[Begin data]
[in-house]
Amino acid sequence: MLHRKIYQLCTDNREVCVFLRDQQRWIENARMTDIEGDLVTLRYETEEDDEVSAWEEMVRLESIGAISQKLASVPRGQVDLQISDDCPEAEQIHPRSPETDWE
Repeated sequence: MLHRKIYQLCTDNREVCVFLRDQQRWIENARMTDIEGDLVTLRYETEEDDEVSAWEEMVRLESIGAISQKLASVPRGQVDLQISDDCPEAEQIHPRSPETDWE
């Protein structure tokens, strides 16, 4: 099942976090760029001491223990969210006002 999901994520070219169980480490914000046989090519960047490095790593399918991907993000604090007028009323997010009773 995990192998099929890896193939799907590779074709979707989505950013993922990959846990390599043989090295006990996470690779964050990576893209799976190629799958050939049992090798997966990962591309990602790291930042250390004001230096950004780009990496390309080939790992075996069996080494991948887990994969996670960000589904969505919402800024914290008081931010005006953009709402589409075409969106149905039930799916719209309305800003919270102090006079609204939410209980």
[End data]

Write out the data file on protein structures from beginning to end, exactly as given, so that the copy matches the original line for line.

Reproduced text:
[in-house]
Amino acid sequence: MLHRKIYQLCTDNREVCVFLRDQQRWIENARMTDIEGDLVTLRYETEEDDEVSAWEEMVRLESIGAISQKLASVPRGQVDLQISDDCPEAEQIHPRSPETDWE
Repeated sequence: MLHRKIYQLCTDNREVCVFLRDQQRWIENARMTDIEGDLVTLRYETEEDDEVSAWEEMVRLESIGAISQKLASVPRGQVDLQISDDCPEAEQIHPRSPETDWE
């Protein structure tokens, strides 16, 4: 099942976090760029001491223990969210006002 999901994520070219169980480490914000046989090519960047490095790593399918991907993000604090007028009323997010009773 995990192998099929890896193939799907590779074709979707989505950013993922990959846990390599043989090295006990996470690779964050990576893209799976190629799958050939049992090798997966990962591309990602790291930042250390004001230096950004780009990496390309080939790992075996069996080494991948887990994969996670960000589904969505919402800024914290008081931010005006953009709402589409075409969106149905039930799916719209309305800003919270102090006079609204939410209980």